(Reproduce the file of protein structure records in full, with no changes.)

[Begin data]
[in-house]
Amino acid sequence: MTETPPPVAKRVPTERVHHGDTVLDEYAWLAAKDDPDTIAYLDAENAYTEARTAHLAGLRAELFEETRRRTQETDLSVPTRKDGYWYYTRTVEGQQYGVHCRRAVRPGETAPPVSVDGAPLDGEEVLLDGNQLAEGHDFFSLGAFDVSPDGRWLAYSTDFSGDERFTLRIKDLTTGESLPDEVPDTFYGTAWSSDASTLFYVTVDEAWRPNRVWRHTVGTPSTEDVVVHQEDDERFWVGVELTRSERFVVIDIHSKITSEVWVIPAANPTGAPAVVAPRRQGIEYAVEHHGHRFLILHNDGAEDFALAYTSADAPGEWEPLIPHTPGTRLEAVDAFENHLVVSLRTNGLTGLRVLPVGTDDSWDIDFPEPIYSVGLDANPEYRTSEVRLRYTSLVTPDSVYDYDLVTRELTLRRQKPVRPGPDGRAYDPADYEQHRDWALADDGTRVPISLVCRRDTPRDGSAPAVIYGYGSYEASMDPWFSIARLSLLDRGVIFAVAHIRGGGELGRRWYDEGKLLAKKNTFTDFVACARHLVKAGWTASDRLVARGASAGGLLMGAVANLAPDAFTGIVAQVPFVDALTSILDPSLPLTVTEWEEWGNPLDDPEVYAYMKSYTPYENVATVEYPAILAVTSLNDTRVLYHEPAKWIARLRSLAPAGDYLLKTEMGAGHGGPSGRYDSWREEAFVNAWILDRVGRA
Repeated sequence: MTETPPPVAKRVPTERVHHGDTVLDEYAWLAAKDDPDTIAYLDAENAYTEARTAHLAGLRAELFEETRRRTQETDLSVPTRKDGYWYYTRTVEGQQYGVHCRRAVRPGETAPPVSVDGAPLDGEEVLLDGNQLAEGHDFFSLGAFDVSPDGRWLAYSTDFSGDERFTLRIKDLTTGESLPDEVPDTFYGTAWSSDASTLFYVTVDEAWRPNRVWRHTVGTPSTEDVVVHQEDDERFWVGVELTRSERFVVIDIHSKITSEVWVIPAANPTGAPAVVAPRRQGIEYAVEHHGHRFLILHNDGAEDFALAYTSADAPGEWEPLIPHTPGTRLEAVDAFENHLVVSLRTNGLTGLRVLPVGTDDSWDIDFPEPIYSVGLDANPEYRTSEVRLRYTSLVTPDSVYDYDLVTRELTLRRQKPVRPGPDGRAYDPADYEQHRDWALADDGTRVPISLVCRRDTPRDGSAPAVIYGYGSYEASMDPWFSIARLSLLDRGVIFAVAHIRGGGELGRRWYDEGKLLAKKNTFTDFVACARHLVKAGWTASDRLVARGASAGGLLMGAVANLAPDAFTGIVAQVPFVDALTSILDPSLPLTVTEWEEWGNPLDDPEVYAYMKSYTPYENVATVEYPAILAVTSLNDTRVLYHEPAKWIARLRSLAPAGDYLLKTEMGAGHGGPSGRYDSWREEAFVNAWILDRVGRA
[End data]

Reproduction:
[in-house]
Amino acid sequence: MTETPPPVAKRVPTERVHHGDTVLDEYAWLAAKDDPDTIAYLDAENAYTEARTAHLAGLRAELFEETRRRTQETDLSVPTRKDGYWYYTRTVEGQQYGVHCRRAVRPGETAPPVSVDGAPLDGEEVLLDGNQLAEGHDFFSLGAFDVSPDGRWLAYSTDFSGDERFTLRIKDLTTGESLPDEVPDTFYGTAWSSDASTLFYVTVDEAWRPNRVWRHTVGTPSTEDVVVHQEDDERFWVGVELTRSERFVVIDIHSKITSEVWVIPAANPTGAPAVVAPRRQGIEYAVEHHGHRFLILHNDGAEDFALAYTSADAPGEWEPLIPHTPGTRLEAVDAFENHLVVSLRTNGLTGLRVLPVGTDDSWDIDFPEPIYSVGLDANPEYRTSEVRLRYTSLVTPDSVYDYDLVTRELTLRRQKPVRPGPDGRAYDPADYEQHRDWALADDGTRVPISLVCRRDTPRDGSAPAVIYGYGSYEASMDPWFSIARLSLLDRGVIFAVAHIRGGGELGRRWYDEGKLLAKKNTFTDFVACARHLVKAGWTASDRLVARGASAGGLLMGAVANLAPDAFTGIVAQVPFVDALTSILDPSLPLTVTEWEEWGNPLDDPEVYAYMKSYTPYENVATVEYPAILAVTSLNDTRVLYHEPAKWIARLRSLAPAGDYLLKTEMGAGHGGPSGRYDSWREEAFVNAWILDRVGRA
Repeated sequence: MTETPPPVAKRVPTERVHHGDTVLDEYAWLAAKDDPDTIAYLDAENAYTEARTAHLAGLRAELFEETRRRTQETDLSVPTRKDGYWYYTRTVEGQQYGVHCRRAVRPGETAPPVSVDGAPLDGEEVLLDGNQLAEGHDFFSLGAFDVSPDGRWLAYSTDFSGDERFTLRIKDLTTGESLPDEVPDTFYGTAWSSDASTLFYVTVDEAWRPNRVWRHTVGTPSTEDVVVHQEDDERFWVGVELTRSERFVVIDIHSKITSEVWVIPAANPTGAPAVVAPRRQGIEYAVEHHGHRFLILHNDGAEDFALAYTSADAPGEWEPLIPHTPGTRLEAVDAFENHLVVSLRTNGLTGLRVLPVGTDDSWDIDFPEPIYSVGLDANPEYRTSEVRLRYTSLVTPDSVYDYDLVTRELTLRRQKPVRPGPDGRAYDPADYEQHRDWALADDGTRVPISLVCRRDTPRDGSAPAVIYGYGSYEASMDPWFSIARLSLLDRGVIFAVAHIRGGGELGRRWYDEGKLLAKKNTFTDFVACARHLVKAGWTASDRLVARGASAGGLLMGAVANLAPDAFTGIVAQVPFVDALTSILDPSLPLTVTEWEEWGNPLDDPEVYAYMKSYTPYENVATVEYPAILAVTSLNDTRVLYHEPAKWIARLRSLAPAGDYLLKTEMGAGHGGPSGRYDSWREEAFVNAWILDRVGRA